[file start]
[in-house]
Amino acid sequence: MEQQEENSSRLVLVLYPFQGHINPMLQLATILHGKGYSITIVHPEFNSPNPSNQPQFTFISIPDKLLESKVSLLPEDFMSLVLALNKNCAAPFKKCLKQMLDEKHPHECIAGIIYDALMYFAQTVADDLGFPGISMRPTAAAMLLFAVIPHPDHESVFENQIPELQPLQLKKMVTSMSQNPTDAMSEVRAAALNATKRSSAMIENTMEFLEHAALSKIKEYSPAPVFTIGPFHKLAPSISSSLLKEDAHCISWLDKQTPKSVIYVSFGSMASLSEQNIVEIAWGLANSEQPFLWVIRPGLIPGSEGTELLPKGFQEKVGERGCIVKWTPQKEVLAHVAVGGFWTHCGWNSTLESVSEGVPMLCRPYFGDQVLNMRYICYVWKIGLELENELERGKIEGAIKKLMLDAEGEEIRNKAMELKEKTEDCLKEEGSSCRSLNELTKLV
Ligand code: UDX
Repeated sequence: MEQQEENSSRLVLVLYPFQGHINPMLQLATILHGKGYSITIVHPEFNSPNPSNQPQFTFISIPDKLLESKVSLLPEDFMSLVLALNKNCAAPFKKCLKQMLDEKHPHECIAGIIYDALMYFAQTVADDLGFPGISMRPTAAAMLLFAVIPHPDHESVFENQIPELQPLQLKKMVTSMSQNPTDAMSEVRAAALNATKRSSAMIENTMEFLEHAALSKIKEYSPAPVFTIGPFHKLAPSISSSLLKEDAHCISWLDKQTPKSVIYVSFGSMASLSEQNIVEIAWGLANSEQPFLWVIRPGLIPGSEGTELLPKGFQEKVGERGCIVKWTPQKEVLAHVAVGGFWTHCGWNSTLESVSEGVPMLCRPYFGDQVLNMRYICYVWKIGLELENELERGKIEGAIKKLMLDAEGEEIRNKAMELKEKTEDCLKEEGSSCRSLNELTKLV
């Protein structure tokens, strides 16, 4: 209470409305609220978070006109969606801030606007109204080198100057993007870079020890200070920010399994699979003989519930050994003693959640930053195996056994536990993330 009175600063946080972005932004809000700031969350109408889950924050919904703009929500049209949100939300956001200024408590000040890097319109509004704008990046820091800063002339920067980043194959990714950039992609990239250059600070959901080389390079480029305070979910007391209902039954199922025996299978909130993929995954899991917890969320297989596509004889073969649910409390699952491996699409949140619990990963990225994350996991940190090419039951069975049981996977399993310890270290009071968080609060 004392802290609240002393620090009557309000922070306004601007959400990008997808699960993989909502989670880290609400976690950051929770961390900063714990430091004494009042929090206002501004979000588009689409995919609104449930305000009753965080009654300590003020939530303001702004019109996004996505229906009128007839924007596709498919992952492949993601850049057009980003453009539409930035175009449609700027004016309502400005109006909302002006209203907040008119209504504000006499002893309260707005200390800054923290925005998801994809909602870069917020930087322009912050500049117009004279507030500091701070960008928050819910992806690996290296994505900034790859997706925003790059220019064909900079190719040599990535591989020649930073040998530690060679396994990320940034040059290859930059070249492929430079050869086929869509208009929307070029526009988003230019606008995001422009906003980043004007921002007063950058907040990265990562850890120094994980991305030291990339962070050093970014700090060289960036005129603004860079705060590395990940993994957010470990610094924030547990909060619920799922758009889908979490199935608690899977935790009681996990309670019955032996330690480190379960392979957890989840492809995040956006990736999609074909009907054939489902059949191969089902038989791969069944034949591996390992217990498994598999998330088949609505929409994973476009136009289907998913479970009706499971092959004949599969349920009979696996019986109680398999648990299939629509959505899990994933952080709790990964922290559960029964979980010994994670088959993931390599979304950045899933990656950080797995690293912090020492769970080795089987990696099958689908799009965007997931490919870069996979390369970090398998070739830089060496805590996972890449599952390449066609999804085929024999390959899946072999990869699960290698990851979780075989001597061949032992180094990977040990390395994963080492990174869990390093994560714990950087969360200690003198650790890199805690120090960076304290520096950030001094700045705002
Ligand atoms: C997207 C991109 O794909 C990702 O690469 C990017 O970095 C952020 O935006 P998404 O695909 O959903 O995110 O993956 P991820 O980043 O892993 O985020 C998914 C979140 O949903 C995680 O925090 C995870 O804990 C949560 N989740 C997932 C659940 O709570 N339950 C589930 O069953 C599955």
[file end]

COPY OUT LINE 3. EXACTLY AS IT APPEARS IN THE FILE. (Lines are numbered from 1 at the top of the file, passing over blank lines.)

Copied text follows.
Ligand code: UDX